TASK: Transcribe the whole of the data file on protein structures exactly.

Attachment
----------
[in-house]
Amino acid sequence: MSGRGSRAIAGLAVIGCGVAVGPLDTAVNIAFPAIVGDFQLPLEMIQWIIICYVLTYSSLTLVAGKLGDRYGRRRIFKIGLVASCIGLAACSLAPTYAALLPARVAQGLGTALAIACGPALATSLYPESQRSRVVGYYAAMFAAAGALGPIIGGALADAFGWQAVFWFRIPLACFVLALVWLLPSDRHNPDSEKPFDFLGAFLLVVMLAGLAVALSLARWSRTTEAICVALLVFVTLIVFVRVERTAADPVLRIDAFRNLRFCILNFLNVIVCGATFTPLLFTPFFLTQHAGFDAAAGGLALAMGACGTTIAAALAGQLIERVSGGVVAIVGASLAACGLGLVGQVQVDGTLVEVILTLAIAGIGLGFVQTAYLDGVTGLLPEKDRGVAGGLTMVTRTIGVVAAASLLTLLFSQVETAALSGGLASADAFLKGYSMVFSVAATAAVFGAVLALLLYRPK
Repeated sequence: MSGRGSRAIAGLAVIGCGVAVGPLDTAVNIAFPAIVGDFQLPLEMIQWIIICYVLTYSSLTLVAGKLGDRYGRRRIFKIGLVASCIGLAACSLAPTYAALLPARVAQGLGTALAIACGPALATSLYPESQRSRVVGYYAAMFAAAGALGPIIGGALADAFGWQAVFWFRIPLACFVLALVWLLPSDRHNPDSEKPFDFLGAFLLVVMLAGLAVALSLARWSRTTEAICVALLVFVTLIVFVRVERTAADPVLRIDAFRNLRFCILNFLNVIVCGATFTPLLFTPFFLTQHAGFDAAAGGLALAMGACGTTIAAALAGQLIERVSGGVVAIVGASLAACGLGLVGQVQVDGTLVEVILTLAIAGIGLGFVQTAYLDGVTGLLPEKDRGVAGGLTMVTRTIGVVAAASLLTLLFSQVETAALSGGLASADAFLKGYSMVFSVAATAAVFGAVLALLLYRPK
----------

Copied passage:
[in-house]
Amino acid sequence: MSGRGSRAIAGLAVIGCGVAVGPLDTAVNIAFPAIVGDFQLPLEMIQWIIICYVLTYSSLTLVAGKLGDRYGRRRIFKIGLVASCIGLAACSLAPTYAALLPARVAQGLGTALAIACGPALATSLYPESQRSRVVGYYAAMFAAAGALGPIIGGALADAFGWQAVFWFRIPLACFVLALVWLLPSDRHNPDSEKPFDFLGAFLLVVMLAGLAVALSLARWSRTTEAICVALLVFVTLIVFVRVERTAADPVLRIDAFRNLRFCILNFLNVIVCGATFTPLLFTPFFLTQHAGFDAAAGGLALAMGACGTTIAAALAGQLIERVSGGVVAIVGASLAACGLGLVGQVQVDGTLVEVILTLAIAGIGLGFVQTAYLDGVTGLLPEKDRGVAGGLTMVTRTIGVVAAASLLTLLFSQVETAALSGGLASADAFLKGYSMVFSVAATAAVFGAVLALLLYRPK
Repeated sequence: MSGRGSRAIAGLAVIGCGVAVGPLDTAVNIAFPAIVGDFQLPLEMIQWIIICYVLTYSSLTLVAGKLGDRYGRRRIFKIGLVASCIGLAACSLAPTYAALLPARVAQGLGTALAIACGPALATSLYPESQRSRVVGYYAAMFAAAGALGPIIGGALADAFGWQAVFWFRIPLACFVLALVWLLPSDRHNPDSEKPFDFLGAFLLVVMLAGLAVALSLARWSRTTEAICVALLVFVTLIVFVRVERTAADPVLRIDAFRNLRFCILNFLNVIVCGATFTPLLFTPFFLTQHAGFDAAAGGLALAMGACGTTIAAALAGQLIERVSGGVVAIVGASLAACGLGLVGQVQVDGTLVEVILTLAIAGIGLGFVQTAYLDGVTGLLPEKDRGVAGGLTMVTRTIGVVAAASLLTLLFSQVETAALSGGLASADAFLKGYSMVFSVAATAAVFGAVLALLLYRPK